Mohsin Hamid once said that making up stories is an inherently political act. One of literature’s critical roles is to instigate change but, sometimes, the most powerful form of literature is that which depicts the status quo by not challenging or commenting in any way, thereby validating reality. The Accusation: Forbidden Stories from Inside North Korea does just that.
This book, which had to be smuggled out of North Korea, has a fascinating origin story. It is authored by an established writer using the pseudonym ‘Bandi’, meaning firefly, and last we knew he was still living in North Korea and was a member of the nation’s official writers’ association. He could be prosecuted in his country if his identity were revealed, so no other information is disclosed for his own safety. When a close relative revealed plans to leave North Korea, Bandi asked her to take the manuscript with her by hiding it among reams of propaganda glorifying Kim II-Sung.
For someone belonging to a country where the slightest gesture of political dissent could get you killed, getting the manuscript published was a heroic feat. It was originally published in South Korea and later translated by Deborah Smith, who also translated Han Kang’s Man Booker Prize-winning The Vegetarian, into English.
Chilling and heartbreaking stories from a totalitarian regime that holds its nation in slavish subjection
The Accusation gives a first-hand experience of how rigidly the North Korean government controls its citizens, fostering and maintaining a culture of subservience. Ideas of autocratic state control and increased surveillance have been explored in modern classics such as George Orwell’s 1984 and Margaret Atwood’s The Handmaid’s Tale, but the psychological and emotional toll of existent fascism, gleaned from these stories, is eye-opening. In fiction about totalitarian states there’s always that small consolation that it is not real; here, the legitimacy of despotism adds a certain poignancy and weight.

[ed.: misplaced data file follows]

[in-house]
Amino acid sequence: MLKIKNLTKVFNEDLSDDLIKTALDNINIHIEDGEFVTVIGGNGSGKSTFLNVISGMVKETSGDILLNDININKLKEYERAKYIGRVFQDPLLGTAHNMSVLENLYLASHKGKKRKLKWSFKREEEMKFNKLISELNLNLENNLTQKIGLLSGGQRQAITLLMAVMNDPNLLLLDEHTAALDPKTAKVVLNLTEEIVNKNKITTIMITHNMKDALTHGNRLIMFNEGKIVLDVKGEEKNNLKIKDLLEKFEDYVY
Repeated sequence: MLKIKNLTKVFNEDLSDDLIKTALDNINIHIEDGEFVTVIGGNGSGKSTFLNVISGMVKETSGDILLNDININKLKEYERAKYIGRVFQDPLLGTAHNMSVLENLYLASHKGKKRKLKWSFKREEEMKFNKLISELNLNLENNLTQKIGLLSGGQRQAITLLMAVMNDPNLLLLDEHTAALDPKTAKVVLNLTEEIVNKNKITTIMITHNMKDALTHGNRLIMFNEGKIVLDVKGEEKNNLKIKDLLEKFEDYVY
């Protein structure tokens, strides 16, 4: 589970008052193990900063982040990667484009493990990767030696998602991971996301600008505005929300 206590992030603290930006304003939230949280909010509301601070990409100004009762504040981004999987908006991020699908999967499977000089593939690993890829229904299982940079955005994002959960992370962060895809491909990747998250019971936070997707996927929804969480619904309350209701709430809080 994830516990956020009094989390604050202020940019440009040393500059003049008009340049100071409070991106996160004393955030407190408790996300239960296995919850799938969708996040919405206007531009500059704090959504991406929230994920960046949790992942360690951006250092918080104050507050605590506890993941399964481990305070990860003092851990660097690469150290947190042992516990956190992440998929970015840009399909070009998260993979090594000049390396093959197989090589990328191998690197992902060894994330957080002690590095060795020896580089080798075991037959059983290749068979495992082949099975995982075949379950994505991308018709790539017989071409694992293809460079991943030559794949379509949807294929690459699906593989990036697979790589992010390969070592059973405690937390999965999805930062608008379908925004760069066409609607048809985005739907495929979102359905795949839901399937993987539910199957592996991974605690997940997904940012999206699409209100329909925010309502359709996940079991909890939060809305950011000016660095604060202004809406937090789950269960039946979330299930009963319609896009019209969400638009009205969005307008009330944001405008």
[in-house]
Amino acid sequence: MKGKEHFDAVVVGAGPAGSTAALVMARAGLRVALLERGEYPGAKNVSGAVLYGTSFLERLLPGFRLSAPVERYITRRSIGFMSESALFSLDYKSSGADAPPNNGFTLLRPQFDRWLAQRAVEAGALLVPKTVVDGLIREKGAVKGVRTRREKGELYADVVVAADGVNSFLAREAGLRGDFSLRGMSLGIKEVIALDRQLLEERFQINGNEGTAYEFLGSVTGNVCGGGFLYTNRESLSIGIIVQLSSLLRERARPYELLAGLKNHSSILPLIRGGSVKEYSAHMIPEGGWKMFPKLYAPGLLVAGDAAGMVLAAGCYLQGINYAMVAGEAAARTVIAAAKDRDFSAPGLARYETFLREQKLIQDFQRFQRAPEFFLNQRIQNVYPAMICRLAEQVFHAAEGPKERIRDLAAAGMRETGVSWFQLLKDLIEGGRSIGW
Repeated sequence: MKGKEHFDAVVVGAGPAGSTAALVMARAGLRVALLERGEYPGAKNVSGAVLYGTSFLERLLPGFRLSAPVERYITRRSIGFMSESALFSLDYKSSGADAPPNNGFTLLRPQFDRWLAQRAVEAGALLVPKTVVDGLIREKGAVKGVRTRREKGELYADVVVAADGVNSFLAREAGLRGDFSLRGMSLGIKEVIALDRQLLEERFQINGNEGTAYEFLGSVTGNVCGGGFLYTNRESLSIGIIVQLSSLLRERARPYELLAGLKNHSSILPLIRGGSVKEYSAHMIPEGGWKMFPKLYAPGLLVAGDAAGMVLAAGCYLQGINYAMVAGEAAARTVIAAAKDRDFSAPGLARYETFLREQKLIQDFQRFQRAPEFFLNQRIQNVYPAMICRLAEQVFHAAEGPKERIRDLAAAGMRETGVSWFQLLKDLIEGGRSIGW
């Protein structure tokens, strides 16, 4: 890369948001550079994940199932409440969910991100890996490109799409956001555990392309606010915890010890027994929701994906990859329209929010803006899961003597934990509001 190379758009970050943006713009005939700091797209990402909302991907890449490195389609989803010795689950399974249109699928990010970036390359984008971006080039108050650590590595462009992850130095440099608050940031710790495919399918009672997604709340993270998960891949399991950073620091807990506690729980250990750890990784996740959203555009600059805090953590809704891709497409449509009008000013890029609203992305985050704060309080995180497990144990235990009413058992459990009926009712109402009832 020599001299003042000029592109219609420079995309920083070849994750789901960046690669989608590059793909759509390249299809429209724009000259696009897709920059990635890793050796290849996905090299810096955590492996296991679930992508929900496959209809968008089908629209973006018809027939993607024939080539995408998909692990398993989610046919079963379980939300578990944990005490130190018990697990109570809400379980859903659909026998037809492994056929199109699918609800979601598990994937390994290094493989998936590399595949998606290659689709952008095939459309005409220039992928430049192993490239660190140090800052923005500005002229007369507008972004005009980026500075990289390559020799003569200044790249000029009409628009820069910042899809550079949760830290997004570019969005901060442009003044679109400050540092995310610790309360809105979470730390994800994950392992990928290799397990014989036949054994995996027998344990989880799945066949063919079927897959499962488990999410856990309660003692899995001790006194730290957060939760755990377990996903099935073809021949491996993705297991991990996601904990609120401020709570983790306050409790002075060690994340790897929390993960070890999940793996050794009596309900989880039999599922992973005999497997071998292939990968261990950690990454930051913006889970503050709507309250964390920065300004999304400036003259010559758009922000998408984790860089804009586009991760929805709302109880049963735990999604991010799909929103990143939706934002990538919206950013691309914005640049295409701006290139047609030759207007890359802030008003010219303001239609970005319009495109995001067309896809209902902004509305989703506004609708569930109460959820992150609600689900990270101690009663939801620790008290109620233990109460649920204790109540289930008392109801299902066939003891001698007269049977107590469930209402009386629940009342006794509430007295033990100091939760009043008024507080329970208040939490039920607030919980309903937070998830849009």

Speaking volumes about the politics of the tyranny and oppression, most of the stories are written as letters by protagonists who have survived great ordeals. In ‘Record of a Defection’, a family is labeled as traitors because their ancestor did not adhere to the newly introduced cooperative farming method. He is branded as an anti-Party, anti-revolutionary element and becomes a cross to bear for entire generations. The story ends with the family trying to escape in a canoe knowing full well the perils that await them, “because we feel that to slide into oblivion would genuinely be better than continuing to live as we have been, persecuted and tormented.”
‘The City of Spectres’ is about a couple whose child cries every time he sees the giant portrait of Karl Marx and Kim II-Sung opposite their apartment window, compelling his mother, Gyeong-hee, to draw the curtains. In a country paranoid about the tiniest hint of defiance, this is seen as extremely suspicious and propels the local Party secretary to warn the family with a negative ‘review’ that is intended to cull anyone deviating from Party ideology. This story gives a rapier-sharp insight into the collective psyche of North Korean society. It begins on the National Day ceremony which the government likes to mark with much pomp and pageantry. However, this time the festivities are marred by torrential downpours. Nevertheless, the national radio (North Korea is tuned to government stations only) demands all citizens to converge as always on Kim II-Sung Square, come rain or shine.
Like everyone else Gyeong-hee and her child venture out into the flooded streets and she is shocked to see the square fill up with thousands of soaking wet citizens in 15 minutes, filing into neat rows as the prescribed time approaches. The government insists that this “miracle” of obedience should inspire awe, but in Gyeong-hee it only ignites terror. She wonders, “Not even the threat of immediate death could have induced such unconditional obedience. What terrifying force had caused this city to give birth to such an incomprehensible upheaval?” What a horrifying depiction of a culture of mass dictatorship and conditioned subservience.